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Lipoarabinomannan: Structure and functions of a glycolipid involved in tuberculosis pathogenicity

Lookup NU author(s): Dr Laurent Kremer, Professor Del Besra


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Tuberculosis is the predominant cause of morbidity and mortality worldwide, infecting 8 million and killing 3 million people annually. The current situation is exacerbated by the HIV pandemic and the increased prevalence of multiple resistant strains of M. tuberculosis, while vaccine prophylaxis using BCG is unsatisfactory in many parts of the world. Mycobacteria have evolved many specific adaptations that enable them to infect and survive within host cells. Such host-pathogen interactions are mediated by specialized molecules, in particular those associated with the unique cellular envelope. Lipoarabinomannan (LAM) is regarded as the 'lipopolysaccharide of mycobacteria' and is an important virulence factor. Its terminal mannose caps may be involved not only in attenuating the host immune response, but also in mediating the binding of mycobacteria to, and subsequent entry into macrophages. This may be further linked to an intracellular trafficking pathway through which LAM is presented by CD1 to T-cell subsets. More systematic genome type investigations of LAM biogenesis may reveal the true significance of this macromolecule in the immunopathogenesis of tuberculosis. As a consequence, the identification of new drug targets will permit the development of novel therapies against tuberculosis and other mycobacterial-related infections which may now be visualized through the advent of the recently sequenced M. tuberculosis genome.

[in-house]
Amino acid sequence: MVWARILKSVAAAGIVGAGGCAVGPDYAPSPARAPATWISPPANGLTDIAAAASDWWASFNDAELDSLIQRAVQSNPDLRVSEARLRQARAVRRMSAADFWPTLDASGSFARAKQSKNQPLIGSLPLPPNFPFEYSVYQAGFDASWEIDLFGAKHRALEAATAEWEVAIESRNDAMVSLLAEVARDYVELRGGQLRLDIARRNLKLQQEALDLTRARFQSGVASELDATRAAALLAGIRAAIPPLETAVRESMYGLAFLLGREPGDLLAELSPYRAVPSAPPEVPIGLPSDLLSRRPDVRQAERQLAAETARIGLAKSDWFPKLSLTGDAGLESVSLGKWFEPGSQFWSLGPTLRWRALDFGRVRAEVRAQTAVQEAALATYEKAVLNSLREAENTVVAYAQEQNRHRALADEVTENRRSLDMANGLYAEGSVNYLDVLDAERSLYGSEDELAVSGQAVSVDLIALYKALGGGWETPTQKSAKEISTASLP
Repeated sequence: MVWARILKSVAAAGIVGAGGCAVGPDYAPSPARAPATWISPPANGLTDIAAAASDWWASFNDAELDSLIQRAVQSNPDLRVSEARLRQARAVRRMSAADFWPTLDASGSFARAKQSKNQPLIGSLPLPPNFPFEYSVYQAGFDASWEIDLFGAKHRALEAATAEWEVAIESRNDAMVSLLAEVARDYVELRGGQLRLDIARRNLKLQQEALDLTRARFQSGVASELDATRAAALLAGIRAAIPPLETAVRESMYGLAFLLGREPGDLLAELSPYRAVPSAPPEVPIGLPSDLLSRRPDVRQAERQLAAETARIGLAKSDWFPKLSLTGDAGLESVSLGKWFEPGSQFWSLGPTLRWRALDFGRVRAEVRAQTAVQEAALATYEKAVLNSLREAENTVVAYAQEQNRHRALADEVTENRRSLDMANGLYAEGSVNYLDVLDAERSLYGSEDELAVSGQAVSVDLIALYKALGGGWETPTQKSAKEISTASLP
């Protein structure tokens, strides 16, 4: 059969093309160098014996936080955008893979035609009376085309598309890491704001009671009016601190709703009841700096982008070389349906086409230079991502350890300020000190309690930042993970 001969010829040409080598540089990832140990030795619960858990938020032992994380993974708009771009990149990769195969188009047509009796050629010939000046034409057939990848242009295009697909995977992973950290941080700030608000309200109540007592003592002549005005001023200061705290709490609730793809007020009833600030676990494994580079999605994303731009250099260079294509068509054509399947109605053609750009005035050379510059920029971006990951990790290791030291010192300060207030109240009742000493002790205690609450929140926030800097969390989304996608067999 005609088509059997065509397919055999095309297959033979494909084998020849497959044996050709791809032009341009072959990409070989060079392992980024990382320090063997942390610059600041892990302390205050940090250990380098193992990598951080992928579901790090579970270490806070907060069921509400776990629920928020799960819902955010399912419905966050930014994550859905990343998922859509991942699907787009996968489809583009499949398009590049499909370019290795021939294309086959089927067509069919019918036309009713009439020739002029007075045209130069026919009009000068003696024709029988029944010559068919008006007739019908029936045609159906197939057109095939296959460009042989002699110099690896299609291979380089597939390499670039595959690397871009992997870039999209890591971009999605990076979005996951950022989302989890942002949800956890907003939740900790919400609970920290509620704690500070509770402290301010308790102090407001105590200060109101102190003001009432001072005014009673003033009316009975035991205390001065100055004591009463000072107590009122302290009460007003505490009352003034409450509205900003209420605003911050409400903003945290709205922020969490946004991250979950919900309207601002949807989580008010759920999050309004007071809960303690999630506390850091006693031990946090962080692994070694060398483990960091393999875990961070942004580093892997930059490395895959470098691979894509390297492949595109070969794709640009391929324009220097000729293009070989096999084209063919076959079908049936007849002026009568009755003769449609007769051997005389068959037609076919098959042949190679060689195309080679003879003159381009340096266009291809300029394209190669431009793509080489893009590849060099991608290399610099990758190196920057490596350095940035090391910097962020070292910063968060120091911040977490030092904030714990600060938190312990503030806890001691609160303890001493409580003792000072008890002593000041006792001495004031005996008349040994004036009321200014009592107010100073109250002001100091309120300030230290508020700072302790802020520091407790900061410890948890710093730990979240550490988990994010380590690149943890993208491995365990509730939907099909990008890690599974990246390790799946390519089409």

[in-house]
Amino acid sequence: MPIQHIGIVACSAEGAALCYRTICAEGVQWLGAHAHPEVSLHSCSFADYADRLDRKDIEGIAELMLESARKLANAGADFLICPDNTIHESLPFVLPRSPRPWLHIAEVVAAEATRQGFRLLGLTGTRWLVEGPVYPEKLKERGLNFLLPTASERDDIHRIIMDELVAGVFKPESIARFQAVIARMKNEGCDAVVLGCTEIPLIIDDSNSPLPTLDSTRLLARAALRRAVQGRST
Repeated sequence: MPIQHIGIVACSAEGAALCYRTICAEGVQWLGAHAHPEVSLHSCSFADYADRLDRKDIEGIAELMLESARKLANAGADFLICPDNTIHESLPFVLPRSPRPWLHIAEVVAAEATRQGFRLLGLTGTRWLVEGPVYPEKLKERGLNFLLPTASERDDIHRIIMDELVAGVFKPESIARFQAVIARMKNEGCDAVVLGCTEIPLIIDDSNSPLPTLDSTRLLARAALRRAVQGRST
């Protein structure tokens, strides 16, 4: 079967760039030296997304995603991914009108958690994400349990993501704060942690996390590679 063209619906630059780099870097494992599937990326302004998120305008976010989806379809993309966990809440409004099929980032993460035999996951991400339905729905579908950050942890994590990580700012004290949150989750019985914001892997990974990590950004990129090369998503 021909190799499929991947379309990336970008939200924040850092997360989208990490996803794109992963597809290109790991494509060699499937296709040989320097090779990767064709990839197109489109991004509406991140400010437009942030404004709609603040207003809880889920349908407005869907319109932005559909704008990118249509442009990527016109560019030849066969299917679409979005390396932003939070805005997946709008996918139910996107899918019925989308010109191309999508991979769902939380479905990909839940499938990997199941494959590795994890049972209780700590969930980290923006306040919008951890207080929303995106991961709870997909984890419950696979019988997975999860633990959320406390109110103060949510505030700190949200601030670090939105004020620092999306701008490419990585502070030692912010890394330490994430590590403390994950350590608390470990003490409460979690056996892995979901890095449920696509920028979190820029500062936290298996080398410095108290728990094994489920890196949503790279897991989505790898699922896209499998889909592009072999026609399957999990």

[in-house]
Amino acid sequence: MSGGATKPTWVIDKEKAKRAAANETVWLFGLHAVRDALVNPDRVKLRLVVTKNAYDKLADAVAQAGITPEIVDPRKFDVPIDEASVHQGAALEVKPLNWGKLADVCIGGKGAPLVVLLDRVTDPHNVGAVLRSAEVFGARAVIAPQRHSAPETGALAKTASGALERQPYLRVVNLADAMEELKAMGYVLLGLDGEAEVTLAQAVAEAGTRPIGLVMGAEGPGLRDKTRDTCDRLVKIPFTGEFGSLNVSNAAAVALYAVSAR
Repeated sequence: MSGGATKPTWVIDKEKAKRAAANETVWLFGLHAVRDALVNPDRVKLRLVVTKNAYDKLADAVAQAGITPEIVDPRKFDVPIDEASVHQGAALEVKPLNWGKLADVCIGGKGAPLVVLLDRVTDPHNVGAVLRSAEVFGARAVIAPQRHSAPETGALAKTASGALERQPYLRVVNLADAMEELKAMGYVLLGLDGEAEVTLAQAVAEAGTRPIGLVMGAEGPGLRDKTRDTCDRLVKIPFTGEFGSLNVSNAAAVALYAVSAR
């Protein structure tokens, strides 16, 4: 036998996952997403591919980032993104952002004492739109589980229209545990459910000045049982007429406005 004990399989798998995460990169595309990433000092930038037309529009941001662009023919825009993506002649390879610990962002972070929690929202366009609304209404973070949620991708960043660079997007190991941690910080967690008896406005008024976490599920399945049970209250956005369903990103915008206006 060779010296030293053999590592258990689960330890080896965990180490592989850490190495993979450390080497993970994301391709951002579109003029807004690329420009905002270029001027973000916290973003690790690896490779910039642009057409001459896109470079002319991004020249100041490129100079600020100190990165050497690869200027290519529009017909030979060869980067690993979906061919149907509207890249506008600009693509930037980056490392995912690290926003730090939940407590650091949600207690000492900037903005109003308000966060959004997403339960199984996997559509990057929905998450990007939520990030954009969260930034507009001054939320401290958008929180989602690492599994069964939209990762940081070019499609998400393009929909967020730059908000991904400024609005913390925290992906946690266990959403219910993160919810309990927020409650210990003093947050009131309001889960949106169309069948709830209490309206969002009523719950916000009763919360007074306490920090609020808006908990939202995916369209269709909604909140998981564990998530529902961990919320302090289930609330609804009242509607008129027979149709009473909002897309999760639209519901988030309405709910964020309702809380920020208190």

Publication metadata

Author(s): Kremer L, Besra GS, Brennan PJ, Baulard AR

Publication type: Review

Publication status: Published

Journal: Medecine/Sciences

Year: 1999

Volume: 15

Issue: 6-7

Pages: 842-850

Print publication date: 01/06/1999

ISSN (print): 0767-0974

ISSN (electronic): 1958-5381